The Feldenkrais Educational Foundation of North America (FEFNA) supports theoretically grounded research that extends and advances the Feldenkrais Method. There is a growing body of research conducted by scientists, scholars, and Feldenkrais practitioners around the world exploring all aspects of the Feldenkrais Method, including its efficacy, applications, theoretical foundations, and more.
Robert Sussuma's article, Baring the Bones: Making the Shift from a Muscular to a Skeletal Paradigm in Voice Training, was published in the February 2019 issue of Voice and Speech Review. You can read the introduction here. Additionally, he will present a workshop at the Pan European Voice Conference (PEVoC) in Copenhagen, Denmark, August 2019, FROM THE GROUND UP: Exploring and Optimizing the Elusive Foot/Voice Connection.
Lisa Burrell will present a workshop entitled Feldenkrais® as Pedagogy in the Music Classroom and Teaching Studio at the International Conference of IC-CIPEM (Institute of Psychology of Music and Music Education) on Challenges in Music Education, in Porto, Portugal. The conference takes place September 19-21, 2019, and features researchers, teachers, and musicians concerned with and actively exploring current challenges in music education around the world.
The second Feldenkrais Awareness Summit, "The Map IS the Territory," brought thousands of people worldwide into the applications of The Feldenkrais Method. Produced by Cynthia Allen, it featured several different "tracks," from Creativity to Neurological Disorders, with speakers that ranged from scientists to architects. Over 6000 people registered, and many of the panelists were members of FGNA. If you missed it, you can still purchase access to the Summit here.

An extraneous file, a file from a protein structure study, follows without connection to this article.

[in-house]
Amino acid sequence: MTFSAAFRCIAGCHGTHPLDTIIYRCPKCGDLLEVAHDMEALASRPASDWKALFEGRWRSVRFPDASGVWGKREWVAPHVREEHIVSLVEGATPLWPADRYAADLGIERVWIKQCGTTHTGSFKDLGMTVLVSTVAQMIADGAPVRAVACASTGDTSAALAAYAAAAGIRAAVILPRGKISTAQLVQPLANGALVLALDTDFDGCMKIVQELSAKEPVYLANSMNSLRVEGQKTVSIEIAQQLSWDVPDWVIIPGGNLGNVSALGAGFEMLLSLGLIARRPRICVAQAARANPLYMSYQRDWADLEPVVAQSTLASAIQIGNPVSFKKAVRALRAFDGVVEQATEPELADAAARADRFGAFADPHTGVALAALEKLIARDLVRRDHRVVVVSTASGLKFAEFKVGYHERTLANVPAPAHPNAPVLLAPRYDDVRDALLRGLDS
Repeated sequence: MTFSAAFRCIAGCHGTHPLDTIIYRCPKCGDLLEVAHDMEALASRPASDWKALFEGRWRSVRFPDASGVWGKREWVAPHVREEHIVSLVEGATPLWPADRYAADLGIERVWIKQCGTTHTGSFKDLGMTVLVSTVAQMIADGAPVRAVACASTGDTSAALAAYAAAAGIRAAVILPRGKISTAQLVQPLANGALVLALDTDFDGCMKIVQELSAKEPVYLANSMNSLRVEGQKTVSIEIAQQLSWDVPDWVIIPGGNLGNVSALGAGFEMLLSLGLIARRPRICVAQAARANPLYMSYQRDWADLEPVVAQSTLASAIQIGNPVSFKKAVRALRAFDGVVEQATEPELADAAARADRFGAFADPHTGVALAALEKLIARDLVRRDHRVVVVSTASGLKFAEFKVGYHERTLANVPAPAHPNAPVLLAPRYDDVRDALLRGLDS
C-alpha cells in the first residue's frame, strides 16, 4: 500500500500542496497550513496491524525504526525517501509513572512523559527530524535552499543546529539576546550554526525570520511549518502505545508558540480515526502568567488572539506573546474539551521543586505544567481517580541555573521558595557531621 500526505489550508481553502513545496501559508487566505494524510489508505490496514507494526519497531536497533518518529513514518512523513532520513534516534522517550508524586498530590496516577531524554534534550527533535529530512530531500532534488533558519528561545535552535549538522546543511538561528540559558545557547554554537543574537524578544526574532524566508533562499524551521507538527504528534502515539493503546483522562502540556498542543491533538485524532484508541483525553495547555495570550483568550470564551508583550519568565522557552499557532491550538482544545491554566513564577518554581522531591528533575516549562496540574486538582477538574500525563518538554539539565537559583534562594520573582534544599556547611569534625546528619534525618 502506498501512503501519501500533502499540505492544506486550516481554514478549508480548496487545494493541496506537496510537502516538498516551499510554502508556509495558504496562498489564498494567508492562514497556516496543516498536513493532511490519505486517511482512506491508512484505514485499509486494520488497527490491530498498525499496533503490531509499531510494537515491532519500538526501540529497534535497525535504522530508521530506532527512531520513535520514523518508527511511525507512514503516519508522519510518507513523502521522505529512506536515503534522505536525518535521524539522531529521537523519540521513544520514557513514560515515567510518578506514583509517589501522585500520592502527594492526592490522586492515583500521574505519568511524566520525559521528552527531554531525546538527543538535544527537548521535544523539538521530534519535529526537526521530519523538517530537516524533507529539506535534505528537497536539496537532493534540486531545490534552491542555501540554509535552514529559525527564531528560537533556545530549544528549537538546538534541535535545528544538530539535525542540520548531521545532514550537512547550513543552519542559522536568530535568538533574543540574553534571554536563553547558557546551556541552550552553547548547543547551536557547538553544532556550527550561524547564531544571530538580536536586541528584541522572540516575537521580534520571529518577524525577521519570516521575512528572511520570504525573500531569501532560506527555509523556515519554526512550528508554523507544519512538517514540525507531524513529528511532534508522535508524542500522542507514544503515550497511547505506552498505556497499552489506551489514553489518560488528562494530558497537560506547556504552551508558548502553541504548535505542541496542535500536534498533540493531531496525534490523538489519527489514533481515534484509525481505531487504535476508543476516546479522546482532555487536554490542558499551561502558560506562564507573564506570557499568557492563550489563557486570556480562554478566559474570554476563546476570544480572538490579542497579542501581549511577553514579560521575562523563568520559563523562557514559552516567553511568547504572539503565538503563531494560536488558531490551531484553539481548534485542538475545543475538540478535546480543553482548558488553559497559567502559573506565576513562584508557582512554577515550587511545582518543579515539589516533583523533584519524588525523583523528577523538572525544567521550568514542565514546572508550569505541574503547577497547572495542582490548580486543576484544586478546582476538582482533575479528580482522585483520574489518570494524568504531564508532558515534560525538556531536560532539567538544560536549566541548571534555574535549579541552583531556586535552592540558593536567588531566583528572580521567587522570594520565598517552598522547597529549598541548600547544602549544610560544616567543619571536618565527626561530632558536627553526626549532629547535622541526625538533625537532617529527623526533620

Nick Strauss-Klein has launched a new online donor-supported ATM resource, the Feldenkrais Project. It's a free-to-use site with over 40-hours of high quality live ATM class recordings, edited with the home user in mind. The site's publication in March marked the culmination of 8 months of volunteer work and over $8000 of fundraising from 150 worldwide donors.
When I began my Feldenkrais® life; in San Francisco in early June 1975, Carl Ginsburg was there. Even during that first summer, Carl’s thoughtful voice resonated through all of the excitement in his quiet way. His voice continued to come through, not loud but clear, over the decades of pioneering passion and friction as the Feldenkrais community grew. Whether it was his organizational-political wisdom or professional insight; Carl’s presence was always there. Now he is gone. On December 23, 2018, around 11 PM CET, Carl Solomon Ginsburg died.
Ira Feinstein: How did you become interested in exploring how the Feldenkrais Method® can help those living with neuropathy?
Becci Parsons: I’m a Feldenkrais® practitioner living with neuropathy.
Over the course of my active life, I've had a number of disc injuries. My original disc herniation was in 1992, a year after I became a Feldenkrais practitioner. I managed pretty well for a few years, largely because of what I learned during my professional Feldenkrais training. When my disc fragmented and the fragments traveled and compressed my spine nerve root, which innervated my foot, surgery became a necessity.
Do your part to help FGNA protect its service and certification marks: use them properly.
Did you know that if you develop a new service, you may not use FGNA service marks to refer to that new service? In other words, you can't say that your new service is "based on the Feldenkrais Method®."
For many of you who think of the Feldenkrais Method® as it relates to helping with painful and other debilitating conditions, this might seem like an odd theme. I certainly would have thought so when I embarked on my journey with this method back in the 1990s. I was a physical therapist merely looking for a more holistic approach to the physical problems people brought my way. By the time I graduated from my training in 2003 I felt I had found that.